clock menu more-arrow no yes

Filed under:

Last winless team can still steal a win or two

New, comments

I wish I could say it’s not so bad. I wish I could tell you they played a good game and simply came out on the wrong end. I wish they fought valiantly, left it all on the field and lost a heartbreaker. I wish . . .

But reality suggests that, despite the bye, the Buccaneers still found a way to be the biggest losers of the week. With the Titans and Rams winning on Sunday, the Bucs are now the lone winless team in the NFL, and probabilities of an 0-16 campaign are starting to swirl.

The Bucs have nine games left, and as Stephen Holder of The St. Petersburg Times points out, the slate of remaining opponents boast a combined .611 winning percentage, so the tough road continues.

So let’s look at the schedule: The Packers and the Saints are the two toughest tests facing the Bucs. The Packers have a dynamic defense, ranked 5th in the NFL in yards per game allowed. They also allow less than 20 points per game, which does not bode well for a Buccaneer offense averaging just 13 points per game.

I don’t think I need to launch into a discussion about the Saints. But I will say that they have one of the most prolific offenses in the NFL, possibly of all time, and a suddenly Super Bowl-caliber defense. While you can usually throw statistics out the window when it comes to divisional rivalries, the Saints just look too good and the Bucs too bad. Chalk those two games up for the Saints.

So, as I break down the remaining games, I find five opportunities for the Bucs to sneak into the win column.

1) Week 10 @ Miami

 

The Dolphins are one of the most difficult teams in the NFL to figure out. The Wildcat seems to be working, most of the time. It catches even the best defenses off guard, and forces a team to devote crucial preparation time during the week to stop it. However, injuries have depleted their secondary, and they are forced to start rookies at both cornerback positions.

Disclaimer: The following paragraph will seem like the weakest argument I have ever given, on anything, in my entire life. However, if you really take it in and understand what I’m saying, it will make sense.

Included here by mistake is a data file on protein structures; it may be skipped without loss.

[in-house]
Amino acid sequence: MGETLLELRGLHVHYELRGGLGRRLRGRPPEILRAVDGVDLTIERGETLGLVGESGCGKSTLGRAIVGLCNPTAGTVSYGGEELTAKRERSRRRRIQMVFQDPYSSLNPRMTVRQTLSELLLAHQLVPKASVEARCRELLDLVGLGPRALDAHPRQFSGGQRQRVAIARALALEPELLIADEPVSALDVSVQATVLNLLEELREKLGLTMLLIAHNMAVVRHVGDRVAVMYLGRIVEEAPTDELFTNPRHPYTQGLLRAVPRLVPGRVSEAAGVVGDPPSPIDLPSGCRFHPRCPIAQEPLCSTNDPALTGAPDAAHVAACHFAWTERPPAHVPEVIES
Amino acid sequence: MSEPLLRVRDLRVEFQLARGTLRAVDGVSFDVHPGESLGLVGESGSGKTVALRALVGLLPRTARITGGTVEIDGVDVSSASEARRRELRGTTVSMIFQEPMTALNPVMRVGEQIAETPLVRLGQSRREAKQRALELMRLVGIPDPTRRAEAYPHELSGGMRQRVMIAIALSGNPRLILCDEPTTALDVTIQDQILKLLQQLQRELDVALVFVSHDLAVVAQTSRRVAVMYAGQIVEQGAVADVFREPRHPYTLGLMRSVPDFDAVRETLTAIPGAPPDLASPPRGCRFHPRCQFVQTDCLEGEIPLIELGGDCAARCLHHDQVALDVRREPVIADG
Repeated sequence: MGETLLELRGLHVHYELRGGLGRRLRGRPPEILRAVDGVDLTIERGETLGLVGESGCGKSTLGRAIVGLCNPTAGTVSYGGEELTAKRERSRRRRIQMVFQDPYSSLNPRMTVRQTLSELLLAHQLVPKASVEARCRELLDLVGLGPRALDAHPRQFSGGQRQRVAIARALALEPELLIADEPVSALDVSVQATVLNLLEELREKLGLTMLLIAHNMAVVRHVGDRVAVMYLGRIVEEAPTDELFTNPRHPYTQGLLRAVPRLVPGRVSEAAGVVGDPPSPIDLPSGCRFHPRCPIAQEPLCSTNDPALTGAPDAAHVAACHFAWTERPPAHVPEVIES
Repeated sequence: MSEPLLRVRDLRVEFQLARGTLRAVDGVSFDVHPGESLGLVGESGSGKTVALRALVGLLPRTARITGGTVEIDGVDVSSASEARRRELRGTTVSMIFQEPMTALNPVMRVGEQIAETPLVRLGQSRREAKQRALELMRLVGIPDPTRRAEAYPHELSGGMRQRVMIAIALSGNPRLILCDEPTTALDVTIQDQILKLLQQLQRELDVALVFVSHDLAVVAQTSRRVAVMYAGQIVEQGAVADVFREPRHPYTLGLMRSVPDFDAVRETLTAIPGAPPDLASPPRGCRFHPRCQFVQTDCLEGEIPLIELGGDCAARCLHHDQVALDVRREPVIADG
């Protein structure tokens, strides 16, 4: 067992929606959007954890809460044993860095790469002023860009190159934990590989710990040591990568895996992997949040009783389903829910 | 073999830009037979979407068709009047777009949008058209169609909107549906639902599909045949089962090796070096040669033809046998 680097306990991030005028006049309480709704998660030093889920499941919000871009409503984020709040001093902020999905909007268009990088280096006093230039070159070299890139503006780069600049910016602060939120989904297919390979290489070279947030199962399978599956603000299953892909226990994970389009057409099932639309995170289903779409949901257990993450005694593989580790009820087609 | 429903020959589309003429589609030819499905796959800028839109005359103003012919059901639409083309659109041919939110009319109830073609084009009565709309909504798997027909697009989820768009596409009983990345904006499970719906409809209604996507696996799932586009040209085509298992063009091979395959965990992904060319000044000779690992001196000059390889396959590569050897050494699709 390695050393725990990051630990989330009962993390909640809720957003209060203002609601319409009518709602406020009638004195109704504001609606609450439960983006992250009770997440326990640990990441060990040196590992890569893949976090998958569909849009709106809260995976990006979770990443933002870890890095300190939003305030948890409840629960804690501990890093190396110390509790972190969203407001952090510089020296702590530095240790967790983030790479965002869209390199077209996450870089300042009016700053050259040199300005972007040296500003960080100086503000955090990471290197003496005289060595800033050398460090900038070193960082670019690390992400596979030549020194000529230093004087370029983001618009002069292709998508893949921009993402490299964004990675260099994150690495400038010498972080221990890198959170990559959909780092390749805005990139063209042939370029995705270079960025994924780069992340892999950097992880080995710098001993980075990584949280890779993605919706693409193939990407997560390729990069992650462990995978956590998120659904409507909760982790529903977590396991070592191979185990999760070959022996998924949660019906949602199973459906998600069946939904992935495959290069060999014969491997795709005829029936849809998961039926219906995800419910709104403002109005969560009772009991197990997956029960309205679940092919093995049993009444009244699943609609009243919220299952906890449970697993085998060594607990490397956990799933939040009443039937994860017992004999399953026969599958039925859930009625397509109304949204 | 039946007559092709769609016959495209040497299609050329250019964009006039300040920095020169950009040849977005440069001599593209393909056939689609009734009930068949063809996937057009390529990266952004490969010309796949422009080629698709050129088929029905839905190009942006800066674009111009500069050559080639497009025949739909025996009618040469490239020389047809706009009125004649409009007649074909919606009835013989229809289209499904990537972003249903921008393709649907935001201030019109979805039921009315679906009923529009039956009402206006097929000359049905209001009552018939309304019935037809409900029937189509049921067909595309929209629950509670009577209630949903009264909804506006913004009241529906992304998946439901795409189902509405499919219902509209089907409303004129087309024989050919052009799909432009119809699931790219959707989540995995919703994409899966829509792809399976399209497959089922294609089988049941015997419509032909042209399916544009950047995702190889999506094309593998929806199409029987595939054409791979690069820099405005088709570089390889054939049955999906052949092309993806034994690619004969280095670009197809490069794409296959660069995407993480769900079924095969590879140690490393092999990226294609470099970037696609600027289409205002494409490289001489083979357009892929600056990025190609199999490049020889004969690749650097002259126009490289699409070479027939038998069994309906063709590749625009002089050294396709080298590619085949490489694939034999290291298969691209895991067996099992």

The pivotal question in this matchup is how the Bucs will handle the Wildcat. I know, the run defense is awful and the secondary worse at times, but the Wildcat is designed to be a change-up from what the defense is used to seeing. It’s designed to catch the defense out of position and uses misdirection to create running lanes. It is possible that the Bucs’ defense is so disorganized and porous that the Wildcat could be less effective than it has been in recent weeks, forcing second-year quarterback Chad Henne to throw the ball down the field, something he has not yet proven he is capable of. Look for the Bucs to make a solid run at that first win in Miami.

2) Week 13 @ Carolina


The Bucs scored on offense, defense and special teams when they hosted the Panthers in Week 6. It could be argued that the Bucs looked better in that game than in any other this season, with the exception of some offensive miscues and sporadic missed tackles. A rivalry game and divisional battle, look for the Bucs to win in Carolina if they can stop the run and force Jake Delhomme to throw the ball.

3) Week 14 vs. New York Jets

Another difficult team to figure out is the Jets. Mark Sanchez looks like a rookie one week and a potential Pro Bowler the next. The loss of defensive tackle Kris Jenkins for the year is devastating for Rex Ryan’s 3-4 defense. If they continue to struggle against the run without Jenkins in the middle, look for the Bucs to take advantage and ride the running game while the defense handles the 18th-ranked Jets offense.

4) Week 15 @ Seattle

I know what you’re thinking. Seattle is the toughest place to win, and it’ll be mid-December in a frigid northwest. Clearly this guy is crazy.

But hear me out: The Seahawks have been decimated by injuries. Perennial Pro Bowl offensive tackle Walter Jones is out for the season, as is Pro Bowl linebacker Lofa Tatupu. Their running game averages less than 90 yards per game and they average just 19 points offensively. Look for the Bucs secondary - that’s right, secondary - to have a big game against a team that throws almost 40 times a game.

5) Week 17 vs. Atlanta

The Falcons are far-and-away a better team than the Bucs, but the argument here is simple: The Saints will have the division and home-field locked up and the Falcons will be comfortably set as a wild card team. Matt Ryan will get few snaps and Michael Turner will see little playing time as they prepare for the playoffs. Falcons head coach Mike Smith will approach it as a preseason game, so look for the Bucs to give it everything they have and squeak out a victory against the Falcons’ backup squad.

And that’s as positive of a spin as I can put on it. In an era in which the first overall pick in the draft is more of an inconvenience than it is an opportunity, the Bucs (and the Glazers) hope to rattle off a couple of wins to drop back to 3rd or 4th overall, where it would be more reasonable to address their greatest needs: Wide receiver, defensive line and secondary.

I wish I could say it’s not that bad, and I wish I could tell you everything is going to be alright. But for now, all I can say is the Bucs have a shot at not being one of the worst teams in the history of the NFL, and that’s all I can give you. Only time will tell.